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Texas Moves Ahead With Weakened Decriminalization Bill

April 30, 2019
In this Feb. 5, 2019 file photo, Texas Gov. Greg Abbott, right, gives his State of the State address as Lt. Gov. Dan Patrick, left, listens in the House Chamber in Austin, Texas. Texas' tough stance on marijuana as the drug becomes increasingly legal elsewhere in the U.S. has grounded a bipartisan push in the state to decriminalize minor offenses — a change the Texas GOP platform has come around to endorsing, but not Republican Gov. Greg Abbott. (Eric Gay/AP)
AUSTIN, Texas — The Texas GOP platform has endorsed a bipartisan push to decriminalize minor cannabis offenses, but Republican Gov. Greg Abbott isn’t on board.

'We have a disconnect with the lieutenant governor and the governor on this issue. It's frustrating for us and I don't know why that is.'
Jeff LeBlanc, GOP party official

That all but ensures that Texas will remain in the company of more than a dozen states where possessing any amount of marijuana can result in a criminal record. A Democrat leading the state Legislature’s current decriminalization effort said political realities in the Texas Capitol forced him to weaken his bill ahead of a key House vote yesterday.

The chamber passed the measure on a 98-43 vote on Monday, drawing support from both sides of the aisle.

The revised measure would reduce penalties for those with an ounce or less of cannabis to a Class C misdemeanor—eliminating arrests, but still making possession a crime.

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The Gov Ain’t Budging

The failure of the bill’s original language underscores how politically resistant Texas’ GOP leaders are to relaxing marijuana laws, even a year after voters in neighboring Oklahoma fully legalized medical marijuana.

It also effectively defies the Texas Republican Party’s own platform, which GOP delegates overwhelmingly revised last summer to support decriminalization for possessing an ounce or less.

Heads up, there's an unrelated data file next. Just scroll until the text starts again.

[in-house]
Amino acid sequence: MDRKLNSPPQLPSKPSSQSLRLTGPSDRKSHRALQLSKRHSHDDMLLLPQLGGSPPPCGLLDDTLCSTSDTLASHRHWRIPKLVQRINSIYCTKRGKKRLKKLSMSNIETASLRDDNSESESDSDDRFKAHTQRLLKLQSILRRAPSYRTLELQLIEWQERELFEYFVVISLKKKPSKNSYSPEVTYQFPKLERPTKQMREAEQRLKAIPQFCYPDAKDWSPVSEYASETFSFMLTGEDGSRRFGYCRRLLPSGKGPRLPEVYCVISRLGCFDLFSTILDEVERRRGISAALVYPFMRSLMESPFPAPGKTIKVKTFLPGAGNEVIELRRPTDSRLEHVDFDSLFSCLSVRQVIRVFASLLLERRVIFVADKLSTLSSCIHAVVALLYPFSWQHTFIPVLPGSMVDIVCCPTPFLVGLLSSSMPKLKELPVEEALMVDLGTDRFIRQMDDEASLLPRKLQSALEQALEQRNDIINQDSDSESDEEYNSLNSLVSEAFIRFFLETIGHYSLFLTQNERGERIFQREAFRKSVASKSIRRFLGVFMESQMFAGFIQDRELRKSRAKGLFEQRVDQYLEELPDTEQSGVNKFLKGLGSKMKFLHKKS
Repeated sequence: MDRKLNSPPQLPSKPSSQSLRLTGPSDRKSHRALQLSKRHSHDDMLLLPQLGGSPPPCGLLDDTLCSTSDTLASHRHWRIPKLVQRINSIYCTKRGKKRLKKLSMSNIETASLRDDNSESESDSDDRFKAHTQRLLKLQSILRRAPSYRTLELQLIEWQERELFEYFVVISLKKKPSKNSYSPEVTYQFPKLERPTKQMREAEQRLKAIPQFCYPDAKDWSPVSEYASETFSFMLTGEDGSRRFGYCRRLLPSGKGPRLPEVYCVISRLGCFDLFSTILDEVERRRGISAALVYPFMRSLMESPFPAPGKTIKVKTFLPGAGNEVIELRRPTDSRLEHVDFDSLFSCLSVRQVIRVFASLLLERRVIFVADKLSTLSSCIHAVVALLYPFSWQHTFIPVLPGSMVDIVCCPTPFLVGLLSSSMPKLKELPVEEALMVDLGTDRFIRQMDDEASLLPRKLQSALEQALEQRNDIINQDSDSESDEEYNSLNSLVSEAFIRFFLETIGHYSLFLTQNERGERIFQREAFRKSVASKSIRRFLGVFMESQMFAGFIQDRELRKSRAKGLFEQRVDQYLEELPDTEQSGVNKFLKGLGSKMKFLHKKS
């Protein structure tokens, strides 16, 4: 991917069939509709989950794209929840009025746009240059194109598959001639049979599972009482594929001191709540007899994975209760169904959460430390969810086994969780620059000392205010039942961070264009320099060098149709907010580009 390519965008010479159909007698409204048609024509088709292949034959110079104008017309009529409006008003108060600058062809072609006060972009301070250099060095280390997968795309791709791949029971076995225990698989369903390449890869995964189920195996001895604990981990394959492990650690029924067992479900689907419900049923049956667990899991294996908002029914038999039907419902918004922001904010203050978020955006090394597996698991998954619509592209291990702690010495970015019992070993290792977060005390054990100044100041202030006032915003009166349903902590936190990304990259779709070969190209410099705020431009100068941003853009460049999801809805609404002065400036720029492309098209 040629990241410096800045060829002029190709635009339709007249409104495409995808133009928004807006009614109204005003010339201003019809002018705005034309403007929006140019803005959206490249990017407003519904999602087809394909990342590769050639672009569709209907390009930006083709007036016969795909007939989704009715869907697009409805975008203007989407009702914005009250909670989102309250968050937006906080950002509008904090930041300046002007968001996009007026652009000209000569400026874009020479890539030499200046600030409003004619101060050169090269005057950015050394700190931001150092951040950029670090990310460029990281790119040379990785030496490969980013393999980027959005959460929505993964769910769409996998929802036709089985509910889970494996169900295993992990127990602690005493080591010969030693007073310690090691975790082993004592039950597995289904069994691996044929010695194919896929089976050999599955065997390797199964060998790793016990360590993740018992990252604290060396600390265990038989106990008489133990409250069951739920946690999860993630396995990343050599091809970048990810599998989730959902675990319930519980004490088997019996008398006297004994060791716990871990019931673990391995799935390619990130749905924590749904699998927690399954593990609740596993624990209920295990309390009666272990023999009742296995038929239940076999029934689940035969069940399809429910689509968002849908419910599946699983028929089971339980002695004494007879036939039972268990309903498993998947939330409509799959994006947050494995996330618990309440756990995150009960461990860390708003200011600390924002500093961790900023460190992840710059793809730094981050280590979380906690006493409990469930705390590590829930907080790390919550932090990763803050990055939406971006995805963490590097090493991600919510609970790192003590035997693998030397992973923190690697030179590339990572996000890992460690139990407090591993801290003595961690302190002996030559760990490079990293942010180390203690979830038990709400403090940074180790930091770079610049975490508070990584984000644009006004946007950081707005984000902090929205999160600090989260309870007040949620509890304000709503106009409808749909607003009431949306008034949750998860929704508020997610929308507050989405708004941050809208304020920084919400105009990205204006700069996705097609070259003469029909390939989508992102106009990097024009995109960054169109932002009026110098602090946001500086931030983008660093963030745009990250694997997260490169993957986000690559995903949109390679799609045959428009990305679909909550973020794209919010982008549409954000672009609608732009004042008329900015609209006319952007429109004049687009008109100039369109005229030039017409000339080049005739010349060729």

“This was hugely popular among delegates and hugely popular among the party,” said Jeff LeBlanc, who served on the Texas GOP committee that drafted the new platform. “We have a disconnect with the lieutenant governor and the governor on this issue. It’s frustrating for us and I don’t know why that is.”

Meanwhile, a new poll has found that a plurality of Texans believe marijuana should be fully legalized. An Emerson College poll released on Monday found 38 percent of Texas voters believe cannabis should be fully legalized. Another 35 percent believe it should be legalized, but only for medical purposes.

Currently, at least four states have designated possession of small amounts of marijuana as a low-level misdemeanor with no possibility of jail time, according to the National Conference of State Legislatures.

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Texas Does Its Own Thing

Texas remains a tough landscape for marijuana advocates as pot laws are loosened nationwide. Shortly after becoming governor in 2015, Abbott signed a bill making Texas the last big state to allow some form of medical marijuana, albeit in an oil extract so low in the psychoactive component, THC, that it couldn’t get a person high.

Abbott made clear at the time that he “will not allow” legalized marijuana in Texas on his watch. He said last year that he would be open to dropping the penalty for minor possession to a lower misdemeanor but stopped short of endorsing decriminalization.

Abbott’s office did not immediately return a request for comment.

A Half-Step Better Than None

Democratic Rep. Joe Moody, who carried the original bill, said his new version accomplishes much of the original measure’s goals and now has a chance to make it across the finish line. Moody praised the bill for drawing dozens of co-authors and said he worked with Abbott’s office to make certain changes to the bill.

“But as much as I appreciate all those signatures, there’s still one signature I have to think about,” Moody said. “And just as I have worked with everyone else today, I’m prepared to work in the lanes the governor has laid out to get this done.”

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The new law would mandate a fine of up to $500 and would also look to streamline protocol to expunge the charges from offenders’ records.

Under current Texas law those with small amounts of marijuana are subject to a Class B misdemeanor, which could mean a fine of up to $2,000 and up to 180 days of jail time.

Heather Fazio, director of Texans for Responsible Marijuana Policy, said it is disappointing the bill was changed to maintain criminal penalties.

“It would have been a better approach to remove it from the criminal side and make it a civil citation,” Fazio said. “We certainly understand you have to make certain concessions to earn allies and that’s exactly what has been done.”

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